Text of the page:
Rob Panariello is an exercise scientist who has effectively served the strength and conditioning community in a variety of professional positions and associations for nearly four decades. His expertise in the related fields of sports, physical therapy, and athletic and performance training has been widely respected and utilized to enhance the performance, rehabilitation, and safety of athletes on various levels.
Robert Anthony Panariello was born on July 11, 1957, in Brooklyn, New York, the younger of two children to Mario and Marie Panariello. He was introduced to weight training in junior high school as a participant in football, basketball, and track and field. Upon graduating from Valley Stream High School in Long Island in 1975, Rob earned bachelor's degrees in physical education and athletic training (1980) and physical therapy (1982) from Ithaca College and a master's degree in exercise physiology from Queens College (1984). With dual certifications in physical therapy and athletic training, he served as head strength and conditioning coach at St. John's University of New York from 1986 to 1995 and in a similar capacity for the New York/New Jersey Knights of the World League of American Football and for the WUSA New York Power women's professional soccer league. As a supervising physical therapist at the Hospital for Special Surgery in New York, Panariello established the squat as part of the Sports Medicine ACL Rehabilitation protocol at a time when many physicians and exercise professionals believed squatting was injurious to knees. Mentoring from Hall of Fame strength and conditioning coaches Johnny Parker, Al Vermeil, Al Miller, and Don Chu inspired him to lecture nationally and to publish on this and related topics. In 1999 Panariello further expanded his scope by opening a 1,600 square foot physical therapy practice with a co-partner in Queens, New York. It eventually became a company of 180 rehabilitation facilities in 5 states with 2,000 employees, including a 20,000 square foot state of the art Athletic Performance Training Center.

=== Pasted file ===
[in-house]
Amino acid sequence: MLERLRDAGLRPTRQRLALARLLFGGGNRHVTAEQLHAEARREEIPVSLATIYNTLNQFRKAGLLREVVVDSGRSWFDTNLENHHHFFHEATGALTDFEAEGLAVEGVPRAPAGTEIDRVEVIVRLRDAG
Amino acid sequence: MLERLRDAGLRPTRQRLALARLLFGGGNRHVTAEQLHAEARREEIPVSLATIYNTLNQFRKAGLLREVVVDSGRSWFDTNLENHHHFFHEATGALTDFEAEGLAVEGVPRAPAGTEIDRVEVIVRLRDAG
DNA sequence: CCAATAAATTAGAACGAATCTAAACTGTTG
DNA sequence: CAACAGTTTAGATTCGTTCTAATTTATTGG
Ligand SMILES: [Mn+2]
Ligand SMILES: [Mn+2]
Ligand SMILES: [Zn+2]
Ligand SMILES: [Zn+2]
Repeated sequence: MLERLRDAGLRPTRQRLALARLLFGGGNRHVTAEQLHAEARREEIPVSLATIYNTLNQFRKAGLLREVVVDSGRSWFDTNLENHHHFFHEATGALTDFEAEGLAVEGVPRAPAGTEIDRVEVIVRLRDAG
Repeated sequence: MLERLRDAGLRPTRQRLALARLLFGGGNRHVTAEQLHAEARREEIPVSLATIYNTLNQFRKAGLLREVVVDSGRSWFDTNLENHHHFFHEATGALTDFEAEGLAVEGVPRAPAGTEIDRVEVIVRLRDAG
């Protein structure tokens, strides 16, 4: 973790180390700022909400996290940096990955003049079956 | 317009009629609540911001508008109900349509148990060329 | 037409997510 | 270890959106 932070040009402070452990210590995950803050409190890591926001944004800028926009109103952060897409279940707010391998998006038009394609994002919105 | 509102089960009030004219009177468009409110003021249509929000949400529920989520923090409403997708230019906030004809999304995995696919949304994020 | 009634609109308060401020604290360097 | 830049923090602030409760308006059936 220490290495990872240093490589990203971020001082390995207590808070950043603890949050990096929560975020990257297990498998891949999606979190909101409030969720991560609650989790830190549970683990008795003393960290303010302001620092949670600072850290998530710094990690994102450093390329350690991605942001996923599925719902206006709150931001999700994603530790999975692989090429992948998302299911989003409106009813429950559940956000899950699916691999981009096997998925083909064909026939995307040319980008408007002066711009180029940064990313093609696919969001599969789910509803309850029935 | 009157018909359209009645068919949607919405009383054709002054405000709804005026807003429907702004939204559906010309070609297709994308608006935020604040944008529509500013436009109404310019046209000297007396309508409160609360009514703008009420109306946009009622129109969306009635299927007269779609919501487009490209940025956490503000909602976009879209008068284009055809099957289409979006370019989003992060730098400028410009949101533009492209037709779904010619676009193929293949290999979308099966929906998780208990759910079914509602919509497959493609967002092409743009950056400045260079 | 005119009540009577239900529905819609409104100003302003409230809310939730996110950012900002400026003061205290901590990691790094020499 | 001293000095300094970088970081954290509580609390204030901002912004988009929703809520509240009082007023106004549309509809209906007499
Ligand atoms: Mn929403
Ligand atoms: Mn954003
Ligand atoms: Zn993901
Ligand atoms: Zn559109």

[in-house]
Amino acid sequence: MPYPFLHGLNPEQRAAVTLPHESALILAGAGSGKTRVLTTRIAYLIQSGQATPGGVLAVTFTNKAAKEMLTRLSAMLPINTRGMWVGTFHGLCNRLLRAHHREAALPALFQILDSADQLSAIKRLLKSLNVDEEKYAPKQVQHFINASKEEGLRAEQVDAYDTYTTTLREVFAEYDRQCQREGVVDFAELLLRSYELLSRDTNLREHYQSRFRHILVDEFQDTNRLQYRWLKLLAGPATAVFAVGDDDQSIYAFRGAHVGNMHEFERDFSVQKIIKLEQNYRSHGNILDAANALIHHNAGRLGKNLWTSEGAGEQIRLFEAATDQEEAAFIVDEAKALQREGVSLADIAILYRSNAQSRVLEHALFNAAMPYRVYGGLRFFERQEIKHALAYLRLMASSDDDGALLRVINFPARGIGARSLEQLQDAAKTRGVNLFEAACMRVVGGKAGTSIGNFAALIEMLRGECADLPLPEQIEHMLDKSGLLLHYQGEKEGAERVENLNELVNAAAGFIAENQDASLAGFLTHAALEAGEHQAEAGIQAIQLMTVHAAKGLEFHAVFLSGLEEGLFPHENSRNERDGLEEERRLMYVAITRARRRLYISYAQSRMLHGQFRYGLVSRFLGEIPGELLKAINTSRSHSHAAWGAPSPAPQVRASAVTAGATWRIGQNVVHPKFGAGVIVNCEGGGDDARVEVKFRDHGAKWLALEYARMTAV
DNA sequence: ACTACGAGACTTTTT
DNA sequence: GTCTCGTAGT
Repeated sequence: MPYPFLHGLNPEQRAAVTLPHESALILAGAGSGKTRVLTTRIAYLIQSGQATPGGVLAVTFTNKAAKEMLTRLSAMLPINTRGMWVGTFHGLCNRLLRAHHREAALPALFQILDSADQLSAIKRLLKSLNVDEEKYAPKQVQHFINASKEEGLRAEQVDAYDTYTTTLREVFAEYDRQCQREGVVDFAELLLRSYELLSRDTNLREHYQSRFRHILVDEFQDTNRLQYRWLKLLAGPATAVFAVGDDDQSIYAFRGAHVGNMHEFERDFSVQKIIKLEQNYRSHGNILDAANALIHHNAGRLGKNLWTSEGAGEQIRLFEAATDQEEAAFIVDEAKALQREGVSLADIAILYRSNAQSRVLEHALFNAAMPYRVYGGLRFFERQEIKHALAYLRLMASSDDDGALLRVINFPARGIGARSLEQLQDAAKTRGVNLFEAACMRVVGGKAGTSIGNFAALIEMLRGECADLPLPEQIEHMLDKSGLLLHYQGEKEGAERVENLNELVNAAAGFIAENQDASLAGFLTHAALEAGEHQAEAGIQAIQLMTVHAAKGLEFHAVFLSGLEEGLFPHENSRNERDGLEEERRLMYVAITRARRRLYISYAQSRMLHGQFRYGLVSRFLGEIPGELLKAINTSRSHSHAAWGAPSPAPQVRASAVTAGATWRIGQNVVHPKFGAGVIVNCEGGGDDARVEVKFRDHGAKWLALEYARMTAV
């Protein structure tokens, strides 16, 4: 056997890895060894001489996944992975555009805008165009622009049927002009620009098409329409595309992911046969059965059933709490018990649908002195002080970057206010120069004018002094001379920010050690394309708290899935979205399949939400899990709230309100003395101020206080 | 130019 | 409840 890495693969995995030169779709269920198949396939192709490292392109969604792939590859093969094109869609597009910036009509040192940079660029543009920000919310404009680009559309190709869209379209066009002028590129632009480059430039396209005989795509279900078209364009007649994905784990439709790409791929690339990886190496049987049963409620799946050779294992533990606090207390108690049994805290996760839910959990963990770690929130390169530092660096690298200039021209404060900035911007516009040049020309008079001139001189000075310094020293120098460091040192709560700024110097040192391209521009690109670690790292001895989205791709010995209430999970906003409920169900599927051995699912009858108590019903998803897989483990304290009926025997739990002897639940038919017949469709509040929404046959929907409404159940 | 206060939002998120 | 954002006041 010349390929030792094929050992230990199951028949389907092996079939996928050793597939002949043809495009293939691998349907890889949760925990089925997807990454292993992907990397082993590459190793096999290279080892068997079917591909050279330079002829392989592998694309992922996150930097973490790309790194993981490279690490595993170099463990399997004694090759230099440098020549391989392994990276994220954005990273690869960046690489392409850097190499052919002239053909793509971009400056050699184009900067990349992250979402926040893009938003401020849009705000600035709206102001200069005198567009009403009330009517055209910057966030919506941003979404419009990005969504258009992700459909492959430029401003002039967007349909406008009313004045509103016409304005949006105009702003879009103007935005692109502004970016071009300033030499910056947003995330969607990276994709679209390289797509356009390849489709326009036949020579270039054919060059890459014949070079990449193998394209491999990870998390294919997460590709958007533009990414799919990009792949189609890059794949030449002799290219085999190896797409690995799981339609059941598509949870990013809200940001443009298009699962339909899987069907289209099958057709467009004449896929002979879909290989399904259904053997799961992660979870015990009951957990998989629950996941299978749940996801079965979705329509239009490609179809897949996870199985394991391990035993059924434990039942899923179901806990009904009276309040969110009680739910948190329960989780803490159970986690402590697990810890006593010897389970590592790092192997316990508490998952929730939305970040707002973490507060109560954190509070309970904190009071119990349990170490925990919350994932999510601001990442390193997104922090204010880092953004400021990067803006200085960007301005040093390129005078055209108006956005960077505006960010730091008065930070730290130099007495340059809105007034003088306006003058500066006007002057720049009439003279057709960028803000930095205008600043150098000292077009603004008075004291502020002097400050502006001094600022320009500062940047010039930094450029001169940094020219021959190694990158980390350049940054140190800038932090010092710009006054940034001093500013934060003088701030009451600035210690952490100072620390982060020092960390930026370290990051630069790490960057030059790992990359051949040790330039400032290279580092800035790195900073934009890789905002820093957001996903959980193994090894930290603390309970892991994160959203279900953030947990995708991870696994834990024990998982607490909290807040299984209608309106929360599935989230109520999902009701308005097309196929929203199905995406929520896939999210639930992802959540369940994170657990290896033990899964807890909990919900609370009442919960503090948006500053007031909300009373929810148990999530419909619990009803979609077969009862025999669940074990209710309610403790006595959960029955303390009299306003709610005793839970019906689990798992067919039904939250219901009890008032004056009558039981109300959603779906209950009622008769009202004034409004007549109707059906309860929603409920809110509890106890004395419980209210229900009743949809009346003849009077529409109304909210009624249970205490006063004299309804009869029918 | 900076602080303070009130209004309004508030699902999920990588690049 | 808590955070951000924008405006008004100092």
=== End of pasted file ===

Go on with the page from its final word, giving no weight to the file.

Science serves as the foundation for Panariello's training protocol, while how one applies it with individual athletes is more of an art. To understand "technique," he encourages therapists, trainers, and coaches to go to the library and to think critically, rather than slavishly following a plan or unverified opinions. "Often times calluses on your hands from a bar is not enough, it is also necessary to acquire a callus on one's butt from studying." He believes the profession needs more practitioners with higher degrees to ensure proper procedures. Panariello advocates intensity over volume, quality over quantity, safety over risk, and whatever is appropriate to each situation. The bottom line is always what is best for the athlete. His by-words are: "You don't train the weights, you train the athlete." He also subscribes to Al Vermeil's conditioning pyramid and a training progression from strength to power to speed. A closer relationship between physicians, physical therapists, athletic trainers, and strength and conditioning coaches would help ensure execution of a scientific approach by the time an athlete enters competition.
For his contributions to strength and conditioning science, Rob Panariello has received numerous accolades, including the prestigious Lynn Wallace Sports Physical Therapy Award in 2015 from the American Physical Therapy Association. He received the President's Award in 1998 and was named Sports Medicine/Rehabilitation Specialist of the Year in 2016 by the National Strength and Conditioning Association.